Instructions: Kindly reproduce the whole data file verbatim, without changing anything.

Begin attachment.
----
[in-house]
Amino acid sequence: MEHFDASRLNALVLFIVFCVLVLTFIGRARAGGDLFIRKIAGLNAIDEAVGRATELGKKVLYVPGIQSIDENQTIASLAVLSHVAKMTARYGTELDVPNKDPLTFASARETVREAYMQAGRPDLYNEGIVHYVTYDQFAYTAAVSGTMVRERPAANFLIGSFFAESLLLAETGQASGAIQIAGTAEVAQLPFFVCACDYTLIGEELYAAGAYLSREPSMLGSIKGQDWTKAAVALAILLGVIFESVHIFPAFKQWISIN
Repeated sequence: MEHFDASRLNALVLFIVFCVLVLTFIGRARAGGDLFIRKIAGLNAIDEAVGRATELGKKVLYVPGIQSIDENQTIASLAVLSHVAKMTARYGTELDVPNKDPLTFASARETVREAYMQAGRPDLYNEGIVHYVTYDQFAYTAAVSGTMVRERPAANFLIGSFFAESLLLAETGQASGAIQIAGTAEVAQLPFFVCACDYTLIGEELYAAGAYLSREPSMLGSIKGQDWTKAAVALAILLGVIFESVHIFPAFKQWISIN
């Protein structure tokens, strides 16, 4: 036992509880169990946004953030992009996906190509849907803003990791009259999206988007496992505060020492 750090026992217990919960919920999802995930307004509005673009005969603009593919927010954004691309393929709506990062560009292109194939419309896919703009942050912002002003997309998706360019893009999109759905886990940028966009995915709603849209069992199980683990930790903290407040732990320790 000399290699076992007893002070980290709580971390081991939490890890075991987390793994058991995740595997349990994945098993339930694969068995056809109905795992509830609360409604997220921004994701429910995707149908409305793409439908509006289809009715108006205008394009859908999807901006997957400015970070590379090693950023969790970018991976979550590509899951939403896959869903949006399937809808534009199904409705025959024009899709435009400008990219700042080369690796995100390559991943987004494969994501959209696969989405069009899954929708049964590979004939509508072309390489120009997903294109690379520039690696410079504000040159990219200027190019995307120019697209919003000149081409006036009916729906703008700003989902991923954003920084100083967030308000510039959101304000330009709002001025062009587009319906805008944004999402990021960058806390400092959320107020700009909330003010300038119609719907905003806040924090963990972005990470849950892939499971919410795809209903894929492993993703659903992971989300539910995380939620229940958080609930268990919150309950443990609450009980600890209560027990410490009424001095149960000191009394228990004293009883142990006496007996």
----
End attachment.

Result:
[in-house]
Amino acid sequence: MEHFDASRLNALVLFIVFCVLVLTFIGRARAGGDLFIRKIAGLNAIDEAVGRATELGKKVLYVPGIQSIDENQTIASLAVLSHVAKMTARYGTELDVPNKDPLTFASARETVREAYMQAGRPDLYNEGIVHYVTYDQFAYTAAVSGTMVRERPAANFLIGSFFAESLLLAETGQASGAIQIAGTAEVAQLPFFVCACDYTLIGEELYAAGAYLSREPSMLGSIKGQDWTKAAVALAILLGVIFESVHIFPAFKQWISIN
Repeated sequence: MEHFDASRLNALVLFIVFCVLVLTFIGRARAGGDLFIRKIAGLNAIDEAVGRATELGKKVLYVPGIQSIDENQTIASLAVLSHVAKMTARYGTELDVPNKDPLTFASARETVREAYMQAGRPDLYNEGIVHYVTYDQFAYTAAVSGTMVRERPAANFLIGSFFAESLLLAETGQASGAIQIAGTAEVAQLPFFVCACDYTLIGEELYAAGAYLSREPSMLGSIKGQDWTKAAVALAILLGVIFESVHIFPAFKQWISIN
């Protein structure tokens, strides 16, 4: 036992509880169990946004953030992009996906190509849907803003990791009259999206988007496992505060020492 750090026992217990919960919920999802995930307004509005673009005969603009593919927010954004691309393929709506990062560009292109194939419309896919703009942050912002002003997309998706360019893009999109759905886990940028966009995915709603849209069992199980683990930790903290407040732990320790 000399290699076992007893002070980290709580971390081991939490890890075991987390793994058991995740595997349990994945098993339930694969068995056809109905795992509830609360409604997220921004994701429910995707149908409305793409439908509006289809009715108006205008394009859908999807901006997957400015970070590379090693950023969790970018991976979550590509899951939403896959869903949006399937809808534009199904409705025959024009899709435009400008990219700042080369690796995100390559991943987004494969994501959209696969989405069009899954929708049964590979004939509508072309390489120009997903294109690379520039690696410079504000040159990219200027190019995307120019697209919003000149081409006036009916729906703008700003989902991923954003920084100083967030308000510039959101304000330009709002001025062009587009319906805008944004999402990021960058806390400092959320107020700009909330003010300038119609719907905003806040924090963990972005990470849950892939499971919410795809209903894929492993993703659903992971989300539910995380939620229940958080609930268990919150309950443990609450009980600890209560027990410490009424001095149960000191009394228990004293009883142990006496007996």